When Boeing 787 Deliveries Resume, FAA Will Certify Each Plane Itself

Feb. 15, 2022

The Federal Aviation Administration informed Boeing Tuesday that, when it finally approves resumption of deliveries of the 787 Dreamliner, the agency will perform final inspections on each newly built jet before issuing an airworthiness certificate that approves the plane to carry passengers.

That power to issue those individual airworthiness certificates is routinely delegated to the manufacturer. But the quality problems afflicting the 787 manufacturing process prompted the FAA to withhold that authority from Boeing.

“This will allow the agency to confirm the effectiveness of measures Boeing has undertaken to improve the 787 manufacturing process,” the FAA said in a statement.

The move means airworthiness certificates for the 787 will be issued similarly to those for the 737 MAX, which was grounded in 2019 after two deadly crashes.

Ever since the FAA approved the MAX to return to service in December 2020, following the Boeing fix to the flight control system that led to thecrashes, the FAA has inspected each MAX before delivery.

The problems for the 787 first surfaced in fall 2020 with the discovery of manufacturing defects, including very small gaps at structural joins that were outside Boeing’s tight specifications.

Since October 2020, Boeing has delivered just 14 Dreamliners and 110 of the jets had piled up at the end of 2021, all requiring substantial rework to repair the defects.

Last month, Boeing estimated that the cost of the extended delivery halt had soared to $5.5 billion.

The MAX and the 787 are the two airliners for which Boeing hopes to achieve its highest production and delivery rates. Once the FAA permits 787 deliveries to resume, deliveries of both jets are likely to be slowed by this extra FAA scrutiny.

The FAA said Tuesday it will retain the certificate issuance authority on the 787 until it is confident that:

—Boeing’s quality control and manufacturing processes consistently produce 787s that meet FAA design standards.

—Boeing has a robust plan for the re-work that it must perform on a large volume of new 787s in storage.

—Boeing’s delivery processes are stable.

Responding to the FAA move Tuesday, Boeing in a statement said, “We respect the FAA’s role as our regulator and we will continue to work transparently through their detailed and rigorous processes.”

“We will continue to engage with the FAA to ensure we meet their expectations and all applicable requirements,” the statement added.

No immediate safety issue

Both Boeing and the FAA have determined that the various defects do not pose any immediate safety of flight issue. That’s why the in-service fleet of 787s has not been grounded and are flying passengers daily.

However, many of those previously delivered jets may share the same defects that will have to be repaired eventually. It’s expected that could be accomplished when an airline brings the plane in for a scheduled maintenance check.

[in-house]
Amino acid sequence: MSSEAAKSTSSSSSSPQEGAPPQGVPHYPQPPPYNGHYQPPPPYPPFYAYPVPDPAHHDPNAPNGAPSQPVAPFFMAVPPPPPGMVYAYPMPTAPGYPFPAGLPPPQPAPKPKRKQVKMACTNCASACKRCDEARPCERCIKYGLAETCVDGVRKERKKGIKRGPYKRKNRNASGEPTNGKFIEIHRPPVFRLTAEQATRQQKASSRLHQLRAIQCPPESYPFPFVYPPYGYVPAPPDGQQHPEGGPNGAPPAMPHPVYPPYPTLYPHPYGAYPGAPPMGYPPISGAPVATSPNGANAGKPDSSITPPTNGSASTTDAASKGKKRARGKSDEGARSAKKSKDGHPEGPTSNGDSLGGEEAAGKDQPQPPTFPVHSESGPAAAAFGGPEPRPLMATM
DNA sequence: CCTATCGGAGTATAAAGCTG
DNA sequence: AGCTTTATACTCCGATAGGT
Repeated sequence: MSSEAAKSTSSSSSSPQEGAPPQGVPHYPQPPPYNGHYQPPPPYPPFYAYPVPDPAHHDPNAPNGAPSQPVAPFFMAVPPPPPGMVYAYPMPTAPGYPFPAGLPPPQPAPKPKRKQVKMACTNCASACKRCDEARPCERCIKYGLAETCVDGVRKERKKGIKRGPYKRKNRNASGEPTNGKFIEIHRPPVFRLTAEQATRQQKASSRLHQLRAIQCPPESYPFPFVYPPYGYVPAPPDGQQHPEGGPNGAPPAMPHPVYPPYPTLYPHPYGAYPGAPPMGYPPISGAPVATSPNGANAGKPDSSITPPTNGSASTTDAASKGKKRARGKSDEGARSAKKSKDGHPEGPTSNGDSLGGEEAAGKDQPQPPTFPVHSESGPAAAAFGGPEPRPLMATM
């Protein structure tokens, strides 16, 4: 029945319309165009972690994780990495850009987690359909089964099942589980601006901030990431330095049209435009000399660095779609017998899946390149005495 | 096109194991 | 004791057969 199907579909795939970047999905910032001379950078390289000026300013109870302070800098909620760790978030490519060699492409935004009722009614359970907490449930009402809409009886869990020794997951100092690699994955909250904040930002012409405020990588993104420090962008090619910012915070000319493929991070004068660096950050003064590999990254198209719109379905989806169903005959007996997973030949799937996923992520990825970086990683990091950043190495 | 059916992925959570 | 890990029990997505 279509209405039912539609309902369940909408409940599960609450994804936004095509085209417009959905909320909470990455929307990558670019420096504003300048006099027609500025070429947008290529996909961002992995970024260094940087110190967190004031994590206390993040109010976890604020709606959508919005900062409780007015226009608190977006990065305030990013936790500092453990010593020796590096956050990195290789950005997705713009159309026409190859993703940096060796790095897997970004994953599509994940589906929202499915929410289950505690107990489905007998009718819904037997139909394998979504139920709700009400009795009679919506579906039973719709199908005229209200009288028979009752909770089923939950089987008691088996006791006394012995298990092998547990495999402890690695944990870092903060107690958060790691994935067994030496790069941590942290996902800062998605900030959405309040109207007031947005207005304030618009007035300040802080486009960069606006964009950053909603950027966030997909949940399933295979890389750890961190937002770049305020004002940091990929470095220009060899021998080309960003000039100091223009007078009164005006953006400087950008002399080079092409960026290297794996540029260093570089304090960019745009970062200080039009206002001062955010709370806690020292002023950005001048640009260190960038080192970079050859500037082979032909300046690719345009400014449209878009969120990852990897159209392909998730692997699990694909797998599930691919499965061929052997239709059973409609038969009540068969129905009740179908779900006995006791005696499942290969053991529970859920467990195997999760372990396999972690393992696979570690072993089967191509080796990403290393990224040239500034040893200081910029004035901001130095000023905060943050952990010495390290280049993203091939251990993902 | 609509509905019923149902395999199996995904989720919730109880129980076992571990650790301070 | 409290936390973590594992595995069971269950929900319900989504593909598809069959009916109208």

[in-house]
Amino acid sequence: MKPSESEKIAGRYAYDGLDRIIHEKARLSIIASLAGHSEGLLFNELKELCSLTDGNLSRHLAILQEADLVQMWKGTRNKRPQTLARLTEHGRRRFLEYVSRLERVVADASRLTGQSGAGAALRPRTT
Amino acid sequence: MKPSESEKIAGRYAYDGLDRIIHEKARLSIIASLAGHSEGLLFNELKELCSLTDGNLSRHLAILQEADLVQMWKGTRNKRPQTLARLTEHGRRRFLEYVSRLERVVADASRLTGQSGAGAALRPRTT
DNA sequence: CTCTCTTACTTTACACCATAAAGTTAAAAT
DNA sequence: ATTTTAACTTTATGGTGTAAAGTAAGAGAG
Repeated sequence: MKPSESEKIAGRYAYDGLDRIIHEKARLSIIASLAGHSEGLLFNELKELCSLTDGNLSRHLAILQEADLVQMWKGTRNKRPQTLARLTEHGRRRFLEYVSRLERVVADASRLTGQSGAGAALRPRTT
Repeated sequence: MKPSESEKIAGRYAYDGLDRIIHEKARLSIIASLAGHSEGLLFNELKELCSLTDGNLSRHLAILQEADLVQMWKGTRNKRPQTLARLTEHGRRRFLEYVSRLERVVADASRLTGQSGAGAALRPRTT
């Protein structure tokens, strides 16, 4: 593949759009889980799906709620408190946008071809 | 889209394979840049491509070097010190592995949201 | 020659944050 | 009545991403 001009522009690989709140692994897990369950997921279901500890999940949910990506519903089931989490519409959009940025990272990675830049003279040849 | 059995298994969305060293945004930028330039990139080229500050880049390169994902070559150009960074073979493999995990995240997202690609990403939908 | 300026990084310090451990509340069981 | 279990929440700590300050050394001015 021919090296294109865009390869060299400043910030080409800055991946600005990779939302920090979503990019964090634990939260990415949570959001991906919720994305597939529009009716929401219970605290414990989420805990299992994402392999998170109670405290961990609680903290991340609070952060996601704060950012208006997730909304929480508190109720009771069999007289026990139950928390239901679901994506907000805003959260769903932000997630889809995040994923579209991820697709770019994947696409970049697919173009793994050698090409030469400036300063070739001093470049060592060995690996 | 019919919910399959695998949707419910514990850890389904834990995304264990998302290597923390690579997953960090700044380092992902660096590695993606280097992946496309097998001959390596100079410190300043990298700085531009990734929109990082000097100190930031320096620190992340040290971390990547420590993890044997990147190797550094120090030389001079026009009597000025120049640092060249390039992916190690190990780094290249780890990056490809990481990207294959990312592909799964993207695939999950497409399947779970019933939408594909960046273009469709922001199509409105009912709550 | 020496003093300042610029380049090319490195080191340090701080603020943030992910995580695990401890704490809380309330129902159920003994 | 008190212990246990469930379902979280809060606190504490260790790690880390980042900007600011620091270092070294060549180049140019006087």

Neither Boeing, which will be on the hook to pay for any such repairs, nor the FAA will share the potential the scope of that problem.

The FAA in a statement said that “based on data, the FAA will determine whether similar modifications should be made on 787s already in commercial service.”

Boeing said there are many different possible outcomes and “we won’t speculate” on how many airplanes are involved or what rework will be needed.

Given that Boeing doesn’t seem to know how many planes are potentially affected, it seems that any extra work required on those in-service planes is not yet factored into the recent $5.5 billion cost estimate.

The official letter from the FAA informing Boeing of the new 787 restriction, a copy of which was reviewed by The Seattle Times, was signed by Ian Won, the acting manager for aviation safety in the FAA’s local office that oversees Boeing.

The letter states that before the 787 airworthiness inspections can be delegated back to Boeing, the manufacturer will have to demonstrate that its “compliance, design and production processes” are adequate within the internal Boeing organization that conducts tests and approvals on behalf of the safety agency.

In the past year, Won’s office has issued a series of rulings tightening scrutiny of Boeing’s safety and certification procedures.

In May, Won denied Boeing permission to move forward with a key step in certifying its forthcoming 777X airplane until it provides more data and testing.

In August, another letter from Won said an investigation had found that a substantial number of engineers who do certification work for the FAA are concerned about Boeing management pressuring them to speed the approval process, and that the FAA would therefore conduct an independent survey of all such engineers.

In November, Won informed Boeing of a finding that it had appointed engineers lacking in the required technical expertise to oversee airplane certification work on behalf of the FAA.

At a U.S. Senate hearing that month, Sen. Maria Cantwell, D-Washington, said she was “very appreciative” of Won’s efforts to push Boeing into compliance with FAA safety regulations.

Still, pressure on the FAA continues.

On Friday, leading congressional Democrats asked the Department of Transportation Inspector General to review what they see as the FAA’s failure to hold Boeing accountable for serious lapses that contributed to the two MAX crashes.

A positive view of the FAA’s new 787 ruling is that it might indicate that the federal safety agency is preparing soon to approve deliveries to resume. However, most analysts don’t expect a resumption in the first half of the year.

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